“We used HTML audio for the Choral Evensong to make it accessible to a range of users,” he says. “There are noticeable speed improvements compared to a standard Flash Player.
“The background gradually fades into three colours, similar to light passing through the coloured windows in the Cathedral. We used <canvas> for this.”
“We added extra CSS to try to keep the original design and layout of the website similar for users of older browsers, although we tell them they’re out-dated. They can hide the message if they don’t care.”
Cufon was used because @font-face rendering of some browsers was unsatisfactory, with fonts appearing very sharp and, at some sizes, unreadable.
Fritzo Keys is a musical instrument app that has a continually playing, 32-voice background accompaniment. Developer Fritz Obermeyer created it as an experiment and feels it really pushes what HTML5 audio is currently capable of.
The site uses audio elements, canvas and web workers, and if you’re looking for examples of HTML5 that are more experimental, this is a great place to start.
Obermeyer explains that, “to keep the UI responsive the app does all of its synthesis in a background web worker and sends a data URI of a wave file back to the main window about five times per second. The main window then creates audio elements and plays these back, overlapping the sounds to accommodate timing jitter.”
It also plays foreground audio on mouse click and motion, which are taken from samples generated on page load. The keyboard is rendered using canvas because of it’s better frame rate than SVG.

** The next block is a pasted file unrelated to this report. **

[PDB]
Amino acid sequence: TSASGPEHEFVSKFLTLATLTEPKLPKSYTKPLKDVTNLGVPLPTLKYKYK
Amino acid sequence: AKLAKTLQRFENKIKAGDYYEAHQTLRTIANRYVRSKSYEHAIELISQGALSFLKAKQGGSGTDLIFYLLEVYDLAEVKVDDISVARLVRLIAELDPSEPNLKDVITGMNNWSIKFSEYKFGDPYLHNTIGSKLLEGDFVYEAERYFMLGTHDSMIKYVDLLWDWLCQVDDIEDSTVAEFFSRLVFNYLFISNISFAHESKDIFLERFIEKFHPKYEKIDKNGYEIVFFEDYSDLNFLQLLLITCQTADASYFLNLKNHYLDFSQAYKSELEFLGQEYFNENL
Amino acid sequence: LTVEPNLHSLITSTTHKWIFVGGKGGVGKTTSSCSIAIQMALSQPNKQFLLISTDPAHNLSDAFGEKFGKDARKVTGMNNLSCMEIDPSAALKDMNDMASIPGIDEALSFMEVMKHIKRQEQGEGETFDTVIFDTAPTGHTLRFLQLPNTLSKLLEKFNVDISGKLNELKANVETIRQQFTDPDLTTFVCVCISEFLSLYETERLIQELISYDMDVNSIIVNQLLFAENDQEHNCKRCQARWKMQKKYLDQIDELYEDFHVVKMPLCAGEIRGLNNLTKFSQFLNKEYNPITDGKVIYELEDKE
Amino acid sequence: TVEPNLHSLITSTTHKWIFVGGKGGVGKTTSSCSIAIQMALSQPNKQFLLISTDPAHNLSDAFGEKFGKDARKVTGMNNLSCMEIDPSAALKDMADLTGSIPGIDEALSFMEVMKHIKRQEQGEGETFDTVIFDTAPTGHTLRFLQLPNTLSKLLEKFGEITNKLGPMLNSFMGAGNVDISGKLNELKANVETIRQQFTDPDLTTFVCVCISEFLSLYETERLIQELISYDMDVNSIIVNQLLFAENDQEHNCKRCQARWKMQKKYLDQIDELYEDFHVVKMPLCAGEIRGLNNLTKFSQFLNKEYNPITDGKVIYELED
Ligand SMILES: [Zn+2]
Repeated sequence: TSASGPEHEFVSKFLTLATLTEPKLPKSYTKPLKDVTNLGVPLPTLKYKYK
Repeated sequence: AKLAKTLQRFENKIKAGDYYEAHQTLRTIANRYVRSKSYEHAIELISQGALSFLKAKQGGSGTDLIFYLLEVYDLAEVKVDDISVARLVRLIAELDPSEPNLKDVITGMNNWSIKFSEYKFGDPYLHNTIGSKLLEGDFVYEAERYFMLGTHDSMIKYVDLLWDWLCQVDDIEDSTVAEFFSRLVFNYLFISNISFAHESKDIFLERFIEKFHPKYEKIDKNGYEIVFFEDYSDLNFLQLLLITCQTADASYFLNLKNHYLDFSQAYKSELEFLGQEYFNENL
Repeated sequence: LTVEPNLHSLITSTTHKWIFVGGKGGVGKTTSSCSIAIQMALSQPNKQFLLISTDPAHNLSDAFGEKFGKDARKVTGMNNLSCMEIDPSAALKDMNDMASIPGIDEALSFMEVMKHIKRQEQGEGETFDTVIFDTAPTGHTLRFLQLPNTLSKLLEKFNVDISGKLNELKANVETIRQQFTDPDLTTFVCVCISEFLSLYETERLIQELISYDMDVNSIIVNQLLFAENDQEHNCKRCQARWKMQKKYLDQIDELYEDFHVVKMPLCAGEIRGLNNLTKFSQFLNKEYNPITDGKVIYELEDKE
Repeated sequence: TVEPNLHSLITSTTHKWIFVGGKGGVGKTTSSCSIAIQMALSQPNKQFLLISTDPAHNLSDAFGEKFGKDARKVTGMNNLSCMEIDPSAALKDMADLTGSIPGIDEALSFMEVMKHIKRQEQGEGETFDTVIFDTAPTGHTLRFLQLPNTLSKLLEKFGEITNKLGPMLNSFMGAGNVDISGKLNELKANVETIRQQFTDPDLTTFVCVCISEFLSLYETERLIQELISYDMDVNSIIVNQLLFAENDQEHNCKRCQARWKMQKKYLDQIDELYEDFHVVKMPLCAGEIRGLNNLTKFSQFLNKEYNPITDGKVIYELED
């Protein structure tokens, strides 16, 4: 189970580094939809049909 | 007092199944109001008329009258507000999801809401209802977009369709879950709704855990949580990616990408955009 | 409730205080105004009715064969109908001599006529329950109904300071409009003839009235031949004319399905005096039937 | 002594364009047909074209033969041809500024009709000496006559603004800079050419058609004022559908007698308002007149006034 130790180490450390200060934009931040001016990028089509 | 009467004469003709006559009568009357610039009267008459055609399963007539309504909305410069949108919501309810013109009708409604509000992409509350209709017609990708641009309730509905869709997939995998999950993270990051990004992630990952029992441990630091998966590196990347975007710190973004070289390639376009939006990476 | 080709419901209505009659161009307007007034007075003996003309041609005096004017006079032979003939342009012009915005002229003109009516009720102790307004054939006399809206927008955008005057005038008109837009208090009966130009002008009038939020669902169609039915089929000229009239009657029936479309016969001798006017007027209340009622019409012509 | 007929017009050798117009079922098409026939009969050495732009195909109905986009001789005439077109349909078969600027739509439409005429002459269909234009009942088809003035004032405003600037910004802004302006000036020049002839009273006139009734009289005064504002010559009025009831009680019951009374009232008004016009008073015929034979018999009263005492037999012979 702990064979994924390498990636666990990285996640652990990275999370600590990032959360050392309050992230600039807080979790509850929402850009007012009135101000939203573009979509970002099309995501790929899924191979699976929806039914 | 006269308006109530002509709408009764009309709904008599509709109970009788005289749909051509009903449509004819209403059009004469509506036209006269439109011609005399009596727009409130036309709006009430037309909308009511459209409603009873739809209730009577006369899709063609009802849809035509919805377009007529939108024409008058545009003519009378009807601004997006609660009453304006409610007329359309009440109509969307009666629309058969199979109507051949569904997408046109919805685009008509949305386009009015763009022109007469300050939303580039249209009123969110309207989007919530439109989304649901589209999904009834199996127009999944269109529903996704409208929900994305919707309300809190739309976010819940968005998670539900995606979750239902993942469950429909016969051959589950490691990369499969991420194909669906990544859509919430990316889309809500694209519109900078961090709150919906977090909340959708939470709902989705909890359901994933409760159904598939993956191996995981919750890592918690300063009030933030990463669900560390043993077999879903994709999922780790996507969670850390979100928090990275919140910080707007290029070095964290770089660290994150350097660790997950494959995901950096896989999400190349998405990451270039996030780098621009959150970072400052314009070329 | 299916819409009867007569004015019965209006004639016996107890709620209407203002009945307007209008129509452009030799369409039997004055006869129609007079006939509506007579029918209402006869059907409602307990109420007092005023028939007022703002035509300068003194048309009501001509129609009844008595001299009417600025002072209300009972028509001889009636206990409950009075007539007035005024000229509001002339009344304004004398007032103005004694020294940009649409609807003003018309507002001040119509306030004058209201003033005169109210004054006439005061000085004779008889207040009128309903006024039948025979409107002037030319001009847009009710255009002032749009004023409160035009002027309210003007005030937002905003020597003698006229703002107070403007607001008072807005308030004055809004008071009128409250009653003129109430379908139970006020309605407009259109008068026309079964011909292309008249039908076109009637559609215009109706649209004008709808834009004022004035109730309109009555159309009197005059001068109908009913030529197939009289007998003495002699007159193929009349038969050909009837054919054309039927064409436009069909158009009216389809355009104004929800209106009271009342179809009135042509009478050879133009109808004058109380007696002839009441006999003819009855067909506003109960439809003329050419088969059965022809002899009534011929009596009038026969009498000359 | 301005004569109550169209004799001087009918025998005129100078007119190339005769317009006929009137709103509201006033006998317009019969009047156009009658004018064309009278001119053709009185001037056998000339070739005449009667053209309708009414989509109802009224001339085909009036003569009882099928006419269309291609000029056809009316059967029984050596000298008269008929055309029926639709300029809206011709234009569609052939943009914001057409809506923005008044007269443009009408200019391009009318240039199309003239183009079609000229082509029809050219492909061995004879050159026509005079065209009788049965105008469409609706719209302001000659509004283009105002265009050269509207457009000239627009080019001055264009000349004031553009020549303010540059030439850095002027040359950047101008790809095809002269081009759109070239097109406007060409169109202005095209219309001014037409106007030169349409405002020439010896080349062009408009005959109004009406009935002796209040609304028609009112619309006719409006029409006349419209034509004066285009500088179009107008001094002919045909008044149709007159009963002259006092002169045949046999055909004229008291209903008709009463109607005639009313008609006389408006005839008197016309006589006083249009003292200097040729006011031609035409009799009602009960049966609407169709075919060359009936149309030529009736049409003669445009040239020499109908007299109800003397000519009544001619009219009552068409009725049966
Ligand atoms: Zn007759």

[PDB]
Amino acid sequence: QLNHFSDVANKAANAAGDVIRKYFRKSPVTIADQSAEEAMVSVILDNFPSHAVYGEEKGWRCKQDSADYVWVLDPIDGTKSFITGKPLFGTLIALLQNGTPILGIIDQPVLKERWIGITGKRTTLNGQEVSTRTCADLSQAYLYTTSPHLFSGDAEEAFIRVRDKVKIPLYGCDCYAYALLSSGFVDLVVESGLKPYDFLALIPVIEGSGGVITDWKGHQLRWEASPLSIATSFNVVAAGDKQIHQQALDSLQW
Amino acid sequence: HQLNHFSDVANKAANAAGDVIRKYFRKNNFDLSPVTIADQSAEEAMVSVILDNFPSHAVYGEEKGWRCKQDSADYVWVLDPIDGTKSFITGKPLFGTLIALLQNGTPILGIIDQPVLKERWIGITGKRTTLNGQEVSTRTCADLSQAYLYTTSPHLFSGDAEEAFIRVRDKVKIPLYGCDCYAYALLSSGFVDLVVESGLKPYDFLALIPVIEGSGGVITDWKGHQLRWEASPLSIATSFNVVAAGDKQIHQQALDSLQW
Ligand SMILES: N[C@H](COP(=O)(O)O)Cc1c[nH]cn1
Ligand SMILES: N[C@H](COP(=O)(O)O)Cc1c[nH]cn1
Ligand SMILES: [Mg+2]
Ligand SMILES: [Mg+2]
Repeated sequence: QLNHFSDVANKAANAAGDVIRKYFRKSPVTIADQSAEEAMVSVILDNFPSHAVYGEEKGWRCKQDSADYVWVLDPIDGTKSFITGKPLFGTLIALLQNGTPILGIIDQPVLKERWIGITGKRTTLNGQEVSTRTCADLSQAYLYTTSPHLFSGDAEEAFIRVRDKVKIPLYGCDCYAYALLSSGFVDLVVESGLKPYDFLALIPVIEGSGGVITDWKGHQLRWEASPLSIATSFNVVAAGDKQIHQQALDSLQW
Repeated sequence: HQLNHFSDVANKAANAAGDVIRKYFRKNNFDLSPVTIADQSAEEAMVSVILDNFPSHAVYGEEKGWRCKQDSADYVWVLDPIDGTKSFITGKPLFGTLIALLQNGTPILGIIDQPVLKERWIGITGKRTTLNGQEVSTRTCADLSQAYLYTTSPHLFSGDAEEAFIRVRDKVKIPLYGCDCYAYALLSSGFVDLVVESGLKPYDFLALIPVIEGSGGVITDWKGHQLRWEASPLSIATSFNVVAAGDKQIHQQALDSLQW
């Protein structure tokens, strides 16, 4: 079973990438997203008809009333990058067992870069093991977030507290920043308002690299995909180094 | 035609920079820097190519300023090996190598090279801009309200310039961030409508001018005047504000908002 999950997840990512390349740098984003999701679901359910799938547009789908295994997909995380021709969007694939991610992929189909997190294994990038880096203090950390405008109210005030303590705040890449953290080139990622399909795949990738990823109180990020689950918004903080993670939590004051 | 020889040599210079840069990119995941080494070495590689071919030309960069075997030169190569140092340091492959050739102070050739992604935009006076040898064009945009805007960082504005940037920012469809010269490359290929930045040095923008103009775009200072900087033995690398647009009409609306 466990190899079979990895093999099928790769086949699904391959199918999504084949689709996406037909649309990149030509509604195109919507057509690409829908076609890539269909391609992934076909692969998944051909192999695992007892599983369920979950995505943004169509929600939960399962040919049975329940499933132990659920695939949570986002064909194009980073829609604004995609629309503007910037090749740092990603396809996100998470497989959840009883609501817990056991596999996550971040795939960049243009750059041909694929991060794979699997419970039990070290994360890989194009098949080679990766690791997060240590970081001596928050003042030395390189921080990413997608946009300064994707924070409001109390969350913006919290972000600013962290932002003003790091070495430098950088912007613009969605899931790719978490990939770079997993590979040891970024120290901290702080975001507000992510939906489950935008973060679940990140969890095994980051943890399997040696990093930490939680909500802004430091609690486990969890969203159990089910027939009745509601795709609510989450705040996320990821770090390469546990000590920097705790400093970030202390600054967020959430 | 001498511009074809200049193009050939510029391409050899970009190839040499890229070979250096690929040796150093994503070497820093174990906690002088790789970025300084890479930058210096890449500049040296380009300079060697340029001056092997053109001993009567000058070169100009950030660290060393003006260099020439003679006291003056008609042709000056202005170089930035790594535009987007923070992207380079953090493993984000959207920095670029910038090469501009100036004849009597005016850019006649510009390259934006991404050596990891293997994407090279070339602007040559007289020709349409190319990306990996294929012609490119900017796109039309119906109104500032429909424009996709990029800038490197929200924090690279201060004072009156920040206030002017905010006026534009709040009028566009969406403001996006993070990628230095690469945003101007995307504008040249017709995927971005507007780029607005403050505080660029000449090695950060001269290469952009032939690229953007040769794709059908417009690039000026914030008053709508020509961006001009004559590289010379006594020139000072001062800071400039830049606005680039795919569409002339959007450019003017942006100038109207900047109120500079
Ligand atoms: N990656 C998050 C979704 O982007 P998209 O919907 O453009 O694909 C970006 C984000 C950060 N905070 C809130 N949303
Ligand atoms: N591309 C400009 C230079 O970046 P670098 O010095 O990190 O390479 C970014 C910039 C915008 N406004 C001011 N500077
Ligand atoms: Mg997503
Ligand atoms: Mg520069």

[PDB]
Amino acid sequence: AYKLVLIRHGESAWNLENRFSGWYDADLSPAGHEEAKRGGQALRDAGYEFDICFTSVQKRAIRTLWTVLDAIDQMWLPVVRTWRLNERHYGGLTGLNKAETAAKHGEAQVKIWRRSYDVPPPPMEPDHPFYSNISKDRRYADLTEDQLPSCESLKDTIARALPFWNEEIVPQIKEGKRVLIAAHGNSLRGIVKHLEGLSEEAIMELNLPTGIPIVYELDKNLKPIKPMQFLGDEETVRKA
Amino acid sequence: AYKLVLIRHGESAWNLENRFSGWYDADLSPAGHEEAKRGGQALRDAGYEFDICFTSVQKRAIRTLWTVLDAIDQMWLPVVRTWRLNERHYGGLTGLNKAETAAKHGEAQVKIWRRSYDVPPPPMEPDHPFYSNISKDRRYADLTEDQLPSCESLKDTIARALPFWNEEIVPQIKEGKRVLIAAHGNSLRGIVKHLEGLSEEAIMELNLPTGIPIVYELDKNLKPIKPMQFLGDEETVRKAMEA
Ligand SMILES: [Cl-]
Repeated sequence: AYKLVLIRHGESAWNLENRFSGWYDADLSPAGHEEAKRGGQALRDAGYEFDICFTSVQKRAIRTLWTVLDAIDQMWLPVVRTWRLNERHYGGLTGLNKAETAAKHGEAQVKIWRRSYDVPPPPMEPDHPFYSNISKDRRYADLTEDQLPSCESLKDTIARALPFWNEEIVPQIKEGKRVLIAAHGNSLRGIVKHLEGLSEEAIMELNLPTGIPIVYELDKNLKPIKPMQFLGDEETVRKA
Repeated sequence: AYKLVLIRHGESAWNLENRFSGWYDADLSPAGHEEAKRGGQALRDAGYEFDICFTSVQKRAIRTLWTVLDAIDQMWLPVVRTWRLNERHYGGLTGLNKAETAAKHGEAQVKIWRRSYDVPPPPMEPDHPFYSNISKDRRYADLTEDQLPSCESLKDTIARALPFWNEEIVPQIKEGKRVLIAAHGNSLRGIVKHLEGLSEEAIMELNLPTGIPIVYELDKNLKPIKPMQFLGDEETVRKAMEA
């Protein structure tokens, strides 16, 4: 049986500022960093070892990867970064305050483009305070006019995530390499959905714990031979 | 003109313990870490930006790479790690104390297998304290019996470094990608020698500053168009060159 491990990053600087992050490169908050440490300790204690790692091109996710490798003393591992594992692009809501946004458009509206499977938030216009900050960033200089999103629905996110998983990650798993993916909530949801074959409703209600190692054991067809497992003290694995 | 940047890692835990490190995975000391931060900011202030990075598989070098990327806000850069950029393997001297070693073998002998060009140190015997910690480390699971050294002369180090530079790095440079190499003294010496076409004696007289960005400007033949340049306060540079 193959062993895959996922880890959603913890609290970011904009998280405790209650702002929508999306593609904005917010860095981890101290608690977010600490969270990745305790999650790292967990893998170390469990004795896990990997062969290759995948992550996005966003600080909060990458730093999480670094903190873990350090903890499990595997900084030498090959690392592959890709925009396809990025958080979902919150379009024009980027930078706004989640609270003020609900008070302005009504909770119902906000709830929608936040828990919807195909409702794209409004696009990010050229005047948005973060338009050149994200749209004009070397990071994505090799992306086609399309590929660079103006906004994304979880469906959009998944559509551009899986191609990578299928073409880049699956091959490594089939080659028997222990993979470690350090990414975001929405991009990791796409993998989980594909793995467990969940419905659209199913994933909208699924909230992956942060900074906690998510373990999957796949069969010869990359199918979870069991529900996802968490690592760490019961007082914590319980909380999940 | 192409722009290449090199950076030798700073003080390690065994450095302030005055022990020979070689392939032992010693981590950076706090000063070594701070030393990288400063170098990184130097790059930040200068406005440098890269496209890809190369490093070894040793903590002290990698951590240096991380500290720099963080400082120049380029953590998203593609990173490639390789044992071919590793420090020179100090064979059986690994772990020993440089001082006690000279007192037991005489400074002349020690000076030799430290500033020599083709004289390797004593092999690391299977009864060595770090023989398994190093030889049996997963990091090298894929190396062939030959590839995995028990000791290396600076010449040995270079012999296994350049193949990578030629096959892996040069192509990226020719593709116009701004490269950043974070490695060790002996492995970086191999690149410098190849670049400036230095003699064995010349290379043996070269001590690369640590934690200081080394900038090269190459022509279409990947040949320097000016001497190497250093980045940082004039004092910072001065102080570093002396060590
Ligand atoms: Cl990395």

Ultimately, Obermeyer thinks that as the media API matures, “we’ll see more HTML5 song-as-app releases such as ‘3 Dreams of Black’ and ‘The Wilderness Downtown’.
At the same time, sites such as Soundcloud will be able to offer more interactive audio experiences such as collaborative mixing and jamming.” A perfect example of HTML5 at its best.
Web design and development company Springload has redesigned New Zealand’s premier arts festival website using some aspects of HTML5. The focus was on putting mobile first with a specific mobile website to accompany the desktop version.
Elements such as time haven’t currently been implemented but the options remain to do so. Some of the new form attributes, such as placeholder, have also been improved to progressively enhance the site and users can plan their own festival programme by adding events to their very own shortlist.
Paul Neave’s HTML5 Webcam Toy is a rewrite of a Flash webcam toy that he had written previously, and is one of many examples of HTML5 replacing content originally authored in Flash.